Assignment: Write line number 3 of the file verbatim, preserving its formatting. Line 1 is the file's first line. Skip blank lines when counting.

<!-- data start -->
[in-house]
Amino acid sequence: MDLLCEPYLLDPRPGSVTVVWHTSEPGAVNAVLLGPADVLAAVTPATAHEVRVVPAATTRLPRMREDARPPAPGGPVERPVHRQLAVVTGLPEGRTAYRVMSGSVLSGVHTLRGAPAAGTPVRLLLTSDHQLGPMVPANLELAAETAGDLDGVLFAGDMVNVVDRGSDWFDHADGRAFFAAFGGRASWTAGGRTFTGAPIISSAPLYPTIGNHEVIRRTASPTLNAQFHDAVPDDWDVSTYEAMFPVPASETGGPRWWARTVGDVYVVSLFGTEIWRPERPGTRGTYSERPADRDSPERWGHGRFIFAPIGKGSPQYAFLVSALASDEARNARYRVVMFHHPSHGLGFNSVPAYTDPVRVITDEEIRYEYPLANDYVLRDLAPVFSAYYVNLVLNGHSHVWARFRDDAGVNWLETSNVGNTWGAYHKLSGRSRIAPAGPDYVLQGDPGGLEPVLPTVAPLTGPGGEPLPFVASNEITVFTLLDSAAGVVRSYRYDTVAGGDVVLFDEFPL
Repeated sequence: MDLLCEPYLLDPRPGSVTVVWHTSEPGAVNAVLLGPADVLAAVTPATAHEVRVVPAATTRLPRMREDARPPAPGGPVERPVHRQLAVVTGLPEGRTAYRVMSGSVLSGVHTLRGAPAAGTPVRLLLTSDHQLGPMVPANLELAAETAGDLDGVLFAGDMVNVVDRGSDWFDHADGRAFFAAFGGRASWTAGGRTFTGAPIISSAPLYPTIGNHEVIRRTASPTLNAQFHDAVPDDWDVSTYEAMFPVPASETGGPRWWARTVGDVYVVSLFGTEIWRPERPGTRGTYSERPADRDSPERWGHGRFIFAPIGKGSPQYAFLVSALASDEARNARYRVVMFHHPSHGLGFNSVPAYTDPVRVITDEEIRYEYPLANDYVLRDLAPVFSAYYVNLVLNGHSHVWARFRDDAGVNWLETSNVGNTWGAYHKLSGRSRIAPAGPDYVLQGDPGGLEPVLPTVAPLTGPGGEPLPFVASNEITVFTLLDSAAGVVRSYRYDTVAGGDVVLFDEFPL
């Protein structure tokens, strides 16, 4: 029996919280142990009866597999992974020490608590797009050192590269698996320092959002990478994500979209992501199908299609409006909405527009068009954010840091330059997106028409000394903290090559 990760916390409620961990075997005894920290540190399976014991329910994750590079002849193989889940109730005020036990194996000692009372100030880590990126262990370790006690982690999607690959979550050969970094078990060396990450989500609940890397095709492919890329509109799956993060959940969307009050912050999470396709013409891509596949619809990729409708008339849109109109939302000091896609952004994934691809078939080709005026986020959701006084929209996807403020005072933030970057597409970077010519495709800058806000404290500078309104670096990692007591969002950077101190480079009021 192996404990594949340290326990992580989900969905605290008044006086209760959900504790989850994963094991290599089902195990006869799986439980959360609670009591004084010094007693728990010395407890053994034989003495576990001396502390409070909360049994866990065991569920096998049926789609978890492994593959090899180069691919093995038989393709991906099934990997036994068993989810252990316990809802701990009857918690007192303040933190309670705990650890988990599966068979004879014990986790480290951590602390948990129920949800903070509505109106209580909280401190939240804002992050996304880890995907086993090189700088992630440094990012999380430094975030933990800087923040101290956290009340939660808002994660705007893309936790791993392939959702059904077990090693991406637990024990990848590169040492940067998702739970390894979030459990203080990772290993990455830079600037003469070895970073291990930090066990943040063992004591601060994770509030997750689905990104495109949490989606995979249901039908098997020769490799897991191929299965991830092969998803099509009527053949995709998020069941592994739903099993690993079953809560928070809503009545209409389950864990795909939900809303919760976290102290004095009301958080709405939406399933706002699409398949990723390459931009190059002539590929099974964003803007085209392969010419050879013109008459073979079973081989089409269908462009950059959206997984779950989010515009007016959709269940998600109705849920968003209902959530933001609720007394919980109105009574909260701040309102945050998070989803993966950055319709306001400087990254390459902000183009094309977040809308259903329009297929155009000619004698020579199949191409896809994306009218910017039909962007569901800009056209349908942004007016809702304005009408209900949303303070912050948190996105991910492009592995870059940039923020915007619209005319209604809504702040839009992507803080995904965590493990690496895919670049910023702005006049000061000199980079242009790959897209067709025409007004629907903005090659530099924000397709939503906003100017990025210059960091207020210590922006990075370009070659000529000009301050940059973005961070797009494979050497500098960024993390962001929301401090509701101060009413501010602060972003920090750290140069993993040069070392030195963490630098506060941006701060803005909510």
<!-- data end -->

Repeated sequence: MDLLCEPYLLDPRPGSVTVVWHTSEPGAVNAVLLGPADVLAAVTPATAHEVRVVPAATTRLPRMREDARPPAPGGPVERPVHRQLAVVTGLPEGRTAYRVMSGSVLSGVHTLRGAPAAGTPVRLLLTSDHQLGPMVPANLELAAETAGDLDGVLFAGDMVNVVDRGSDWFDHADGRAFFAAFGGRASWTAGGRTFTGAPIISSAPLYPTIGNHEVIRRTASPTLNAQFHDAVPDDWDVSTYEAMFPVPASETGGPRWWARTVGDVYVVSLFGTEIWRPERPGTRGTYSERPADRDSPERWGHGRFIFAPIGKGSPQYAFLVSALASDEARNARYRVVMFHHPSHGLGFNSVPAYTDPVRVITDEEIRYEYPLANDYVLRDLAPVFSAYYVNLVLNGHSHVWARFRDDAGVNWLETSNVGNTWGAYHKLSGRSRIAPAGPDYVLQGDPGGLEPVLPTVAPLTGPGGEPLPFVASNEITVFTLLDSAAGVVRSYRYDTVAGGDVVLFDEFPL